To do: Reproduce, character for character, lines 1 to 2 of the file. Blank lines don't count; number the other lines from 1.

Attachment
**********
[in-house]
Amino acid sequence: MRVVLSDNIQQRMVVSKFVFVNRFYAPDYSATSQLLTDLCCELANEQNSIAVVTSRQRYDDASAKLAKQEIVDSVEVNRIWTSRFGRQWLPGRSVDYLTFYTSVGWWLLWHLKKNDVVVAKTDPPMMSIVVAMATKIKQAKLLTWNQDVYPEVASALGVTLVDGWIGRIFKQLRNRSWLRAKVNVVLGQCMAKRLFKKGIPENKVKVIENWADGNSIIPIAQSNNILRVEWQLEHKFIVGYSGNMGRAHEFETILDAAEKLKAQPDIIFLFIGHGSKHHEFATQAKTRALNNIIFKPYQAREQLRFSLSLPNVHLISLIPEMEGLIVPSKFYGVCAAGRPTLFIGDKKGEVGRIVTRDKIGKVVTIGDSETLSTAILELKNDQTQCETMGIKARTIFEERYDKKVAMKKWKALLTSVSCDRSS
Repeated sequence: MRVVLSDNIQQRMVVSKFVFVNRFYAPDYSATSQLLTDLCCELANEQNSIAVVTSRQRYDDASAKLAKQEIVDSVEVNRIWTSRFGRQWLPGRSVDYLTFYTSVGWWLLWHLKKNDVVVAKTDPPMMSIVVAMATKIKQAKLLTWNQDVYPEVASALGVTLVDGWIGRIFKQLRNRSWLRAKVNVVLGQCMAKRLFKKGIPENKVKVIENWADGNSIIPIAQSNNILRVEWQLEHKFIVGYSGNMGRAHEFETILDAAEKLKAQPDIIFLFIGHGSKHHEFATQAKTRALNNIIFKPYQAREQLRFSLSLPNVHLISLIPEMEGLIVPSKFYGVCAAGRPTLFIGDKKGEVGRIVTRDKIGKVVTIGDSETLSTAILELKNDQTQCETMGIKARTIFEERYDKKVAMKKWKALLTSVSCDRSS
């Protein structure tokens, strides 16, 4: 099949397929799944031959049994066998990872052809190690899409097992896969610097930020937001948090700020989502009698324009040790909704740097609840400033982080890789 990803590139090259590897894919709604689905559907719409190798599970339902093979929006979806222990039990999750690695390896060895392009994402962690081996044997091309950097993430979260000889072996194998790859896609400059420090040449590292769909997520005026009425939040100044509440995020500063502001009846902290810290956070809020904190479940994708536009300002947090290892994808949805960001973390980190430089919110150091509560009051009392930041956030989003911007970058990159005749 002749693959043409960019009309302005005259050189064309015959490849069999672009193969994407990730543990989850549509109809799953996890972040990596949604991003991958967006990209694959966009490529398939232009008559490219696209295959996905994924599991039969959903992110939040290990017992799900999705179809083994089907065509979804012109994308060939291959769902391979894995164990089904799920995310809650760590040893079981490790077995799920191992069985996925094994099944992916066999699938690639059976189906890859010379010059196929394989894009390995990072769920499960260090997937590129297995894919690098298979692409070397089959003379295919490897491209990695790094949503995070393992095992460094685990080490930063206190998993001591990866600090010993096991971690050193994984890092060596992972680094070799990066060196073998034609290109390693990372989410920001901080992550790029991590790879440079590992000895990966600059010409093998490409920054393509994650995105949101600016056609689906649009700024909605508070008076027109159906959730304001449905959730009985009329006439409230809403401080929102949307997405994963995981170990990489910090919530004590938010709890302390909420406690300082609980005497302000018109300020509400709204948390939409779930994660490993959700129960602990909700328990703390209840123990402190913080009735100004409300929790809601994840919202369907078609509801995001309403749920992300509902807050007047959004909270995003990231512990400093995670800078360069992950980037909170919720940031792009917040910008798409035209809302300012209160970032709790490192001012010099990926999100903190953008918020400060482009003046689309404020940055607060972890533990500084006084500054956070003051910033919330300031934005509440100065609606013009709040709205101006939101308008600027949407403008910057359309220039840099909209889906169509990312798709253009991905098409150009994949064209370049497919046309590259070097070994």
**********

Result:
[in-house]
Amino acid sequence: MRVVLSDNIQQRMVVSKFVFVNRFYAPDYSATSQLLTDLCCELANEQNSIAVVTSRQRYDDASAKLAKQEIVDSVEVNRIWTSRFGRQWLPGRSVDYLTFYTSVGWWLLWHLKKNDVVVAKTDPPMMSIVVAMATKIKQAKLLTWNQDVYPEVASALGVTLVDGWIGRIFKQLRNRSWLRAKVNVVLGQCMAKRLFKKGIPENKVKVIENWADGNSIIPIAQSNNILRVEWQLEHKFIVGYSGNMGRAHEFETILDAAEKLKAQPDIIFLFIGHGSKHHEFATQAKTRALNNIIFKPYQAREQLRFSLSLPNVHLISLIPEMEGLIVPSKFYGVCAAGRPTLFIGDKKGEVGRIVTRDKIGKVVTIGDSETLSTAILELKNDQTQCETMGIKARTIFEERYDKKVAMKKWKALLTSVSCDRSS